ERIC Number: ED240459
Record Type: RIE
Publication Date: 1983-Apr
Reference Count: 0
An Evaluation of the Impact of a Wellness Course in the Undergraduate Psychology Curriculum.
Kushner, Richard I.; Hartigan, Phyllis
Wellness and holistic health models, which focus on life style as a major component of long term health, are thriving throughout the United States. To evaluate the impact of an undergraduate psycholgoy course dealing with health enhancement, wellness, and prevention issues, 24 college freshmen enrolled in one of two courses for a 10-week period: a psychology class focusing on wellness, stress awareness and management; and a philosophy class focusing on the self. Pre- and post-tests were administered to assess life style habits (Lifestyle Assessment Questionnaire), self-concept (Tennessee Self Concept Scale),and anxiety/stress (State-Trait Anxiety Inventory, Mood Adjective Checklist, and Somatic Complaint Checklist). The control subjects also completed the Relaxation Rating Scale Survey evaluating the stress awareness and management components of the course. An analysis of the results showed that little change occurred for either the treatment or control groups from pre- to post-testing. Factors which may account for the lack of gains were the short intervention period, the measures used, constraints on students' ability to change life style behavior given the university setting, and the nature of the undergraduate program. Data collected on the Relaxation Rating Scale Survey suggest the value of stress management training and the need to further explore and evaluate the impact of health promotion programs for students. (The Relaxation Rating Scale Survey is appended.) (BL)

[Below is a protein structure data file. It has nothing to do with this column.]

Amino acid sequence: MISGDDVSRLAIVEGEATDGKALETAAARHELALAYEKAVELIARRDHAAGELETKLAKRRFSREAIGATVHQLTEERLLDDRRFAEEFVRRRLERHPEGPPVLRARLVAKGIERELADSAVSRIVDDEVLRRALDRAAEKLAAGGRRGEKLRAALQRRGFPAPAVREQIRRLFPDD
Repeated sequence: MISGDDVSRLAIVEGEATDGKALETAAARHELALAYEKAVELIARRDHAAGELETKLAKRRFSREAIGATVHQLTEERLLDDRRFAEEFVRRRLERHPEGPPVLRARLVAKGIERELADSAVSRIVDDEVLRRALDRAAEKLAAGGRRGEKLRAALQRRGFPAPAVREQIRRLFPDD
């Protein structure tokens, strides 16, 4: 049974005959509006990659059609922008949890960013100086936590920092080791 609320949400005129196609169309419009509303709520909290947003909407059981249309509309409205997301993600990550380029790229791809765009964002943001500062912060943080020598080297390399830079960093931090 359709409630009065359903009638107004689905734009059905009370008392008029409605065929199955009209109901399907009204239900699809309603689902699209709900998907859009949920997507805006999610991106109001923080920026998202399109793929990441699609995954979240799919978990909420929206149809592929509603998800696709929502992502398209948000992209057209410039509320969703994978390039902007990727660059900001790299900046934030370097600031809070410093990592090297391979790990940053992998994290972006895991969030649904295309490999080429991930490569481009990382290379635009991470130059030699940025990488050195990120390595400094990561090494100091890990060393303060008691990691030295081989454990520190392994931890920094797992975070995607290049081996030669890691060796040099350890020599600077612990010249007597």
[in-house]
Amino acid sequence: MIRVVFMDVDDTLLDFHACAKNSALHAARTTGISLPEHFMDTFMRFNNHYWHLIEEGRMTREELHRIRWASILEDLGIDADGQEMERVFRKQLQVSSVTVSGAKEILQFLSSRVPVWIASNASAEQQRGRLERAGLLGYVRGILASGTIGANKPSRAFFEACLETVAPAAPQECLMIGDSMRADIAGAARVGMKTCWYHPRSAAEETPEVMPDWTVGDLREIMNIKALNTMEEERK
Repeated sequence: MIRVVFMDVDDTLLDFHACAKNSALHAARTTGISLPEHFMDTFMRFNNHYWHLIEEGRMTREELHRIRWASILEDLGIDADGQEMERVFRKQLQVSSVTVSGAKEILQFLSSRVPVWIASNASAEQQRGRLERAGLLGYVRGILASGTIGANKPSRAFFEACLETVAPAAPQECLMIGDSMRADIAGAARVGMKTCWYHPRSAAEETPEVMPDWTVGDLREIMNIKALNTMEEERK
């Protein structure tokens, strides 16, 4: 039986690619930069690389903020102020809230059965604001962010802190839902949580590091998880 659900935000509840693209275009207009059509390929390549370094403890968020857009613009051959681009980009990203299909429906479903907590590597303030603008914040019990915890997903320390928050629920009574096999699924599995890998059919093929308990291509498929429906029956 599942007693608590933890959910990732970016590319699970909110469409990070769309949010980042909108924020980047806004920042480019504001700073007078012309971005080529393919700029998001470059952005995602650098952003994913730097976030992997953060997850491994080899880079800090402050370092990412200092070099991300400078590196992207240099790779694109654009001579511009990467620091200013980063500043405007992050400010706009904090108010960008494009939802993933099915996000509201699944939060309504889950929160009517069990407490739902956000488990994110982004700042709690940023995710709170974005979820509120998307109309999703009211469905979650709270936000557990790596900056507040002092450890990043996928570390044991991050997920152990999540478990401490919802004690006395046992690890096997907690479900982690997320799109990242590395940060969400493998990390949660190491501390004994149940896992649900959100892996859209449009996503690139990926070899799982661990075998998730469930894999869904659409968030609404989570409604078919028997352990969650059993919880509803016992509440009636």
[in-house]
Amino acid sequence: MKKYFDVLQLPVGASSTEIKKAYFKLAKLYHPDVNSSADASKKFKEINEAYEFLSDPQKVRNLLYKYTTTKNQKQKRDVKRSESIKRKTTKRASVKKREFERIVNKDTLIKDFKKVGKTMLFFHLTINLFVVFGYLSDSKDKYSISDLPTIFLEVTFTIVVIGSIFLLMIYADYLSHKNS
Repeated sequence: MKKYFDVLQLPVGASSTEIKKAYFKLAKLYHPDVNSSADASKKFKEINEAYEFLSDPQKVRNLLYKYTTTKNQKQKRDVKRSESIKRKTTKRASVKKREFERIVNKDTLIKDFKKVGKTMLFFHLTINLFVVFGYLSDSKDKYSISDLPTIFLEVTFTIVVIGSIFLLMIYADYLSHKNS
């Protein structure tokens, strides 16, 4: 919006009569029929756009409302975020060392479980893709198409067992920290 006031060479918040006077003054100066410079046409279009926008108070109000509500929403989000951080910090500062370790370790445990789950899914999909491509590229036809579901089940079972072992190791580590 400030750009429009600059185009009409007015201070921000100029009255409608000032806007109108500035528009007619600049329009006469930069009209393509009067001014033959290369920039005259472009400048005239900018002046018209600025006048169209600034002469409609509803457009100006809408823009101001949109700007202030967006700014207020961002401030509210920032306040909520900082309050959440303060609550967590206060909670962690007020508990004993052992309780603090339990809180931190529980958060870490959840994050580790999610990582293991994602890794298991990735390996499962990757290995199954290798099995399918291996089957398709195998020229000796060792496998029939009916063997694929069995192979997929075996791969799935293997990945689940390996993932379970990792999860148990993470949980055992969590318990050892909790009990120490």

Publication Type: Reports - Research; Speeches/Meeting Papers
Education Level: N/A
Authoring Institution: N/A
Note: Paper presented at the Annual Meeting of the Western Psychological Association (63rd, San Francisco, CA, April 6-10, 1983).